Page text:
26-Jul-2004 -- This incomplete represents two days and three distinct attempts to get to this confluence. In the end, when the confluence was successfully visited (I know, I gave away the ending), it was the quickest confluence hunt of my career, yet the most physically demanding. There was a lot of frustration in trying to get there--which this narrative is about.
I was in Zhenjiang nearing the end of a two-month expedition on the Yangtze River with Slovene professional swimmer, Martin Strel. We had stopped early in the day and I noticed this confluence--not because of it's proximity at 35 kilometers, but because of its location. My GPS map showed it to be very near the shore of the Yangtze. Who could be better prepared for this confluence than a river expedition?
I alerted my teammate, Corrado Filipponi, and we went with our interpreter to the Chinese crewman who pilots the small raft which we use to escort Martin in the water. After a short explanation and promise to pay for fuel, he was willing to go. Corrado and I went to our cabins to get ready.
When we returned a few minutes later, already wearing our life vests, the interpreter had bad news. We weren't allowed to go. Despite our crew being on a professional river expedition which was on the water every day, someone (it was never determined who) decided it was too dangerous. We weren't allowed. End of story. Go back to our rooms, our interpreter advised. "This is China," he said.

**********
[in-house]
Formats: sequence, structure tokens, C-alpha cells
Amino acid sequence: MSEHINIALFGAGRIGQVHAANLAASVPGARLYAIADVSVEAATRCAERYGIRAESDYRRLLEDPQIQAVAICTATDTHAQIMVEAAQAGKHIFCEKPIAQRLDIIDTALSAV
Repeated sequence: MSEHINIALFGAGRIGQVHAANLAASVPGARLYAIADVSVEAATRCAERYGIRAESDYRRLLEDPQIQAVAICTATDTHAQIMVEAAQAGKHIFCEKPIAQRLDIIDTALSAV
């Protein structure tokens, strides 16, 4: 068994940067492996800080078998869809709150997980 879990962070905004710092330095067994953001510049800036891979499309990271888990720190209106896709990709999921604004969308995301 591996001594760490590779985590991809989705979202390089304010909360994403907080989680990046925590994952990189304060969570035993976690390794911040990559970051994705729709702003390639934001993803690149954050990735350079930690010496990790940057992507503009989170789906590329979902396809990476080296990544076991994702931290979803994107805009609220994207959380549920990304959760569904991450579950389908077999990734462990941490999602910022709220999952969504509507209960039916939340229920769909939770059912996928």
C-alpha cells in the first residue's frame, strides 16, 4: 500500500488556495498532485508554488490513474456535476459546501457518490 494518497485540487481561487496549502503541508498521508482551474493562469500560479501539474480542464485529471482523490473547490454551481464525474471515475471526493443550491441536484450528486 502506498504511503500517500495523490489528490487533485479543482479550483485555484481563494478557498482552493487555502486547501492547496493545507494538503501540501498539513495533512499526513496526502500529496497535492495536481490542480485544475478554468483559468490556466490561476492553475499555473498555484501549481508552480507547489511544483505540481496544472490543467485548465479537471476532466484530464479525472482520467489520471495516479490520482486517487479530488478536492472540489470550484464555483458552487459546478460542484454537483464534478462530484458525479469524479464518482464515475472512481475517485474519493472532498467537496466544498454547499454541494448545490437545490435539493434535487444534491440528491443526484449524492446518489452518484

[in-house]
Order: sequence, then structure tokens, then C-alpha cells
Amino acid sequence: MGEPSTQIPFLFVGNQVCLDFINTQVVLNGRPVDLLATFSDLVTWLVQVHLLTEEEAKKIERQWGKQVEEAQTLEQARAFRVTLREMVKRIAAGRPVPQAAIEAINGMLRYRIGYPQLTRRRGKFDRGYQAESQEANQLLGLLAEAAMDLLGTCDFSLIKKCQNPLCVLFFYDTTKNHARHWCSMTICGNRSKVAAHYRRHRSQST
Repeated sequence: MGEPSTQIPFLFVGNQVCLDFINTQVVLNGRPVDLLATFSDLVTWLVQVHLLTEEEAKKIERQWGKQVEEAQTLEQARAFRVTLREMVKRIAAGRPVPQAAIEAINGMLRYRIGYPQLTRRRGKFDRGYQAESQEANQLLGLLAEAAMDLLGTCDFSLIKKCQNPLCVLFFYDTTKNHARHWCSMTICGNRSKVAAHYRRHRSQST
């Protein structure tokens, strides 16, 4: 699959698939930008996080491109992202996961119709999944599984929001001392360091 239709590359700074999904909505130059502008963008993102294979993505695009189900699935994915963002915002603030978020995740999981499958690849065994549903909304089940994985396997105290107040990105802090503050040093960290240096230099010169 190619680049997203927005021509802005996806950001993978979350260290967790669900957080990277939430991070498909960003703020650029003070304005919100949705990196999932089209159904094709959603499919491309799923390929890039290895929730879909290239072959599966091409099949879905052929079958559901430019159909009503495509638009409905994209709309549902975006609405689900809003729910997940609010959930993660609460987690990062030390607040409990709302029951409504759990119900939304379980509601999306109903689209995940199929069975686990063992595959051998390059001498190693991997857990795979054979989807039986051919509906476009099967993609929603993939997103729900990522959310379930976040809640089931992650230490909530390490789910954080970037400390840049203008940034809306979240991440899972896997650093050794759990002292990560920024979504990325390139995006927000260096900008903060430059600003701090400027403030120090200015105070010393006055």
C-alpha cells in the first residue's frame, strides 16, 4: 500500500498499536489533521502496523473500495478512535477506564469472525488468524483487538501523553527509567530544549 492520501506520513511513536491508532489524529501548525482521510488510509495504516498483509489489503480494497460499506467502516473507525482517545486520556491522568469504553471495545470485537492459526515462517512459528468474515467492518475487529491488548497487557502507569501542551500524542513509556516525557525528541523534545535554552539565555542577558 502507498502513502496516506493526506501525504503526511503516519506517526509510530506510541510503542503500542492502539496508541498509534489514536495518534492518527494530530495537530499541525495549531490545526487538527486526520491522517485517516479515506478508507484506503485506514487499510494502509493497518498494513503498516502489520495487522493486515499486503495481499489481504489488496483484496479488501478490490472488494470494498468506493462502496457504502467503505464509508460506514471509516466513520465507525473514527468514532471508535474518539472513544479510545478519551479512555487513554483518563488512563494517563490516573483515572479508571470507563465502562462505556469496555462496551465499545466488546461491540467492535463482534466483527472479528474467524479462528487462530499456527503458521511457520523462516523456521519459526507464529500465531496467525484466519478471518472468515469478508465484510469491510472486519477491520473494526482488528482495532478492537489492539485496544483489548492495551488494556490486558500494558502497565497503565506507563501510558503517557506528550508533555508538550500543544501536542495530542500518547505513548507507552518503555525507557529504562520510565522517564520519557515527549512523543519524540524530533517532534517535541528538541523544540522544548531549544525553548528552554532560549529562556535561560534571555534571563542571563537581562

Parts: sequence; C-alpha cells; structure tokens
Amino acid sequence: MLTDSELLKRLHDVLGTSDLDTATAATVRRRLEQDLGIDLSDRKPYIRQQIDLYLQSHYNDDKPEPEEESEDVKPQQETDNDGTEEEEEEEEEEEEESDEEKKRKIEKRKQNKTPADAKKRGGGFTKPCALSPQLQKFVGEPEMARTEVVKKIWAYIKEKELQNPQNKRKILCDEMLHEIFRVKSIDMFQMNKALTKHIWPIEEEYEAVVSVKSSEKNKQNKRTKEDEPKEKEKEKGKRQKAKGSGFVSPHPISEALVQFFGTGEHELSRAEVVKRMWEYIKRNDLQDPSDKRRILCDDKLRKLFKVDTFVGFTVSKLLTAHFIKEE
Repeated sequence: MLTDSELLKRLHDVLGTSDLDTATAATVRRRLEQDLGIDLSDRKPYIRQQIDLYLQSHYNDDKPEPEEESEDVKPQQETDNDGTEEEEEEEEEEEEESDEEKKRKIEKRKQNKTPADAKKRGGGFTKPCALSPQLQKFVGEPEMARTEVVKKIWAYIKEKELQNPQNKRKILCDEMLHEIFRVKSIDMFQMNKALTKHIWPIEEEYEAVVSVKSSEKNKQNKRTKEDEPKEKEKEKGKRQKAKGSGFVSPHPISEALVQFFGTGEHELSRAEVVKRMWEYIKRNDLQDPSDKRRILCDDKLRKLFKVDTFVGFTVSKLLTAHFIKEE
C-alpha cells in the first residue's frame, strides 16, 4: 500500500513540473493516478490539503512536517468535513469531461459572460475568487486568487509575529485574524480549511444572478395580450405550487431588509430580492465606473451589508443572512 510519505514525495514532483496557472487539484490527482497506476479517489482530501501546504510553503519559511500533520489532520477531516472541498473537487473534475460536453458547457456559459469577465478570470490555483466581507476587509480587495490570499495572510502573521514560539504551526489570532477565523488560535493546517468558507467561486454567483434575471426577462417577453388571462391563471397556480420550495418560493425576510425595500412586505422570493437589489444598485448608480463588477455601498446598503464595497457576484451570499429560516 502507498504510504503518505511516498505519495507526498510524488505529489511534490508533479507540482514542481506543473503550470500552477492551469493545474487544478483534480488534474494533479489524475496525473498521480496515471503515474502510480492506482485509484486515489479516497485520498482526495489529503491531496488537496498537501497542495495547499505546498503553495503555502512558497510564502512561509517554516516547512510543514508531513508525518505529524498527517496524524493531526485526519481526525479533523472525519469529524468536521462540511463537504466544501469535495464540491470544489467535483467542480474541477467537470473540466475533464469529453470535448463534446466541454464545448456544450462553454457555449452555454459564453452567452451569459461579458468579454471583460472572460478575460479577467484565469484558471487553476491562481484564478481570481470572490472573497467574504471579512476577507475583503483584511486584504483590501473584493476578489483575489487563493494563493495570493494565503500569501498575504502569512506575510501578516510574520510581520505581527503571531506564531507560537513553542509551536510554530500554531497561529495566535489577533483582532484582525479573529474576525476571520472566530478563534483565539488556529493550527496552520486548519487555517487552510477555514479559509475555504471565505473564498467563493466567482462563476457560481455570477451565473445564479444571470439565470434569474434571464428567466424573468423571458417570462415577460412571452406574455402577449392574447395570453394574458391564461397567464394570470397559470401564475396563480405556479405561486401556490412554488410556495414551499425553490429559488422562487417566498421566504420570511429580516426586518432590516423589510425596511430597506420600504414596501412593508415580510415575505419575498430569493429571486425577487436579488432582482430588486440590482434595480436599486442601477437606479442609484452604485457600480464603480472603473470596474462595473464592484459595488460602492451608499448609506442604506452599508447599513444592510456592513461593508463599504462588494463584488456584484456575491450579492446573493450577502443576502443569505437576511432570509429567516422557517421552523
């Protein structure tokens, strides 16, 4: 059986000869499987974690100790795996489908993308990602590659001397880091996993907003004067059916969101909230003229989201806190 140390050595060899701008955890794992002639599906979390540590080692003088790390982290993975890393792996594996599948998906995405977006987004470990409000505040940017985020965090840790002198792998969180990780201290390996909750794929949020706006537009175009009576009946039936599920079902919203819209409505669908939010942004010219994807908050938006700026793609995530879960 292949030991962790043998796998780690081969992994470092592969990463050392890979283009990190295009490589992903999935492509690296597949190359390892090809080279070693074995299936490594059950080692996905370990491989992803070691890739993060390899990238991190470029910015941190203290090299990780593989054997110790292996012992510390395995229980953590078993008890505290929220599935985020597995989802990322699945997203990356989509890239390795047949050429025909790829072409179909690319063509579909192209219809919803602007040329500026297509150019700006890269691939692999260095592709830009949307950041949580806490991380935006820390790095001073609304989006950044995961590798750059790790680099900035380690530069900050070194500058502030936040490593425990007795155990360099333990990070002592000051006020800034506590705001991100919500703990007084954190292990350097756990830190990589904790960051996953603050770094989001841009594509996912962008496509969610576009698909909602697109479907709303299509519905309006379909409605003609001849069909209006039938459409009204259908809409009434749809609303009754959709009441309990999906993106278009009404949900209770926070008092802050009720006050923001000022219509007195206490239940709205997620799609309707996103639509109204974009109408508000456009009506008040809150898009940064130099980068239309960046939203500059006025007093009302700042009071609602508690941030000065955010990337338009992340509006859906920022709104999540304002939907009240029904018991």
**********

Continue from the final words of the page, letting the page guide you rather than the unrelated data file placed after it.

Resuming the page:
Early the next morning, I was scheduled to go in the raft (yes, the same raft) with our boat pilot (yes, the same boat pilot) out on the river (yes, the same river) to escort Martin as he continued his bid for a new world distance swimming record. I held hope that we would pass close enough for success, or at least close enough for me to observe the terrain at the confluence. As I said, we couldn't tell from the maps whether this confluence was on land or water.
At 8:32am, the raft made its closest approach to the confluece, 1.66 kilometers to the north, on the left. We were close to the right bank, and through the fog there was no way I could see the confluence and still no way to tell if it were on land or water. There was heavy boat traffic on the river around us. The attached photographs were made during this approach. I could only gaze in the direction of the confluece as Martin continued his swim, the raft staying close to his side.
We met the rest of the team about twenty kilometers downstream. I gave Corrado my inconclusive report. We decided it was worth one more last ditch effort, so we turned our sights on the China Maritime Safety Administration (MSA) boat which accompanies the raft on the river. Mustering all the charisma we could, we asked the MSA crew if they wouldn't like to take us for a ride on the river for some pictures. I showed them my handheld GPS and compared it to the one in in the pilothouse. Corrado told them about the confluence of latitude and longitude and suggested we go there, adding, "It's good luck," playing on Chinese superstition. I thought we had them, really, but then they said no.
We went back to our boat to consider our options. Happily, you can read the ending to this story as the first successful visit to this confluence.